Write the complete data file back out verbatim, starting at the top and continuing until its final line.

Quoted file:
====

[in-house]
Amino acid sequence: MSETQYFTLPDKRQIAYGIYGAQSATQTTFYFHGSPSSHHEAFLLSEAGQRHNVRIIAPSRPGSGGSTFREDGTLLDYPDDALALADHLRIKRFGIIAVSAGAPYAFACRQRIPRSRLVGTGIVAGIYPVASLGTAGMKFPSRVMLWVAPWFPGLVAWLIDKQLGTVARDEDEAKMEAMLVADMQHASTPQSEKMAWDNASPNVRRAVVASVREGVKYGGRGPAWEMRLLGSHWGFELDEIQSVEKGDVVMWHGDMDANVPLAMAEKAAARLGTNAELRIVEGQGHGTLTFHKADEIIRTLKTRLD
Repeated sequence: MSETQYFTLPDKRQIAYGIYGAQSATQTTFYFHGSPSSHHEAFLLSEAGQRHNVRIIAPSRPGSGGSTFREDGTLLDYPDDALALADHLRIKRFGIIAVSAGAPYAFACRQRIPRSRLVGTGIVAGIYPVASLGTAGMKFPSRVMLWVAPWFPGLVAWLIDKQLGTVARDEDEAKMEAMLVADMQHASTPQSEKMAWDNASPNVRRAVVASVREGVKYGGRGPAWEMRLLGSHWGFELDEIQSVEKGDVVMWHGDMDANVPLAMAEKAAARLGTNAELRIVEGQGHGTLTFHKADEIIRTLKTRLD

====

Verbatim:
[in-house]
Amino acid sequence: MSETQYFTLPDKRQIAYGIYGAQSATQTTFYFHGSPSSHHEAFLLSEAGQRHNVRIIAPSRPGSGGSTFREDGTLLDYPDDALALADHLRIKRFGIIAVSAGAPYAFACRQRIPRSRLVGTGIVAGIYPVASLGTAGMKFPSRVMLWVAPWFPGLVAWLIDKQLGTVARDEDEAKMEAMLVADMQHASTPQSEKMAWDNASPNVRRAVVASVREGVKYGGRGPAWEMRLLGSHWGFELDEIQSVEKGDVVMWHGDMDANVPLAMAEKAAARLGTNAELRIVEGQGHGTLTFHKADEIIRTLKTRLD
Repeated sequence: MSETQYFTLPDKRQIAYGIYGAQSATQTTFYFHGSPSSHHEAFLLSEAGQRHNVRIIAPSRPGSGGSTFREDGTLLDYPDDALALADHLRIKRFGIIAVSAGAPYAFACRQRIPRSRLVGTGIVAGIYPVASLGTAGMKFPSRVMLWVAPWFPGLVAWLIDKQLGTVARDEDEAKMEAMLVADMQHASTPQSEKMAWDNASPNVRRAVVASVREGVKYGGRGPAWEMRLLGSHWGFELDEIQSVEKGDVVMWHGDMDANVPLAMAEKAAARLGTNAELRIVEGQGHGTLTFHKADEIIRTLKTRLD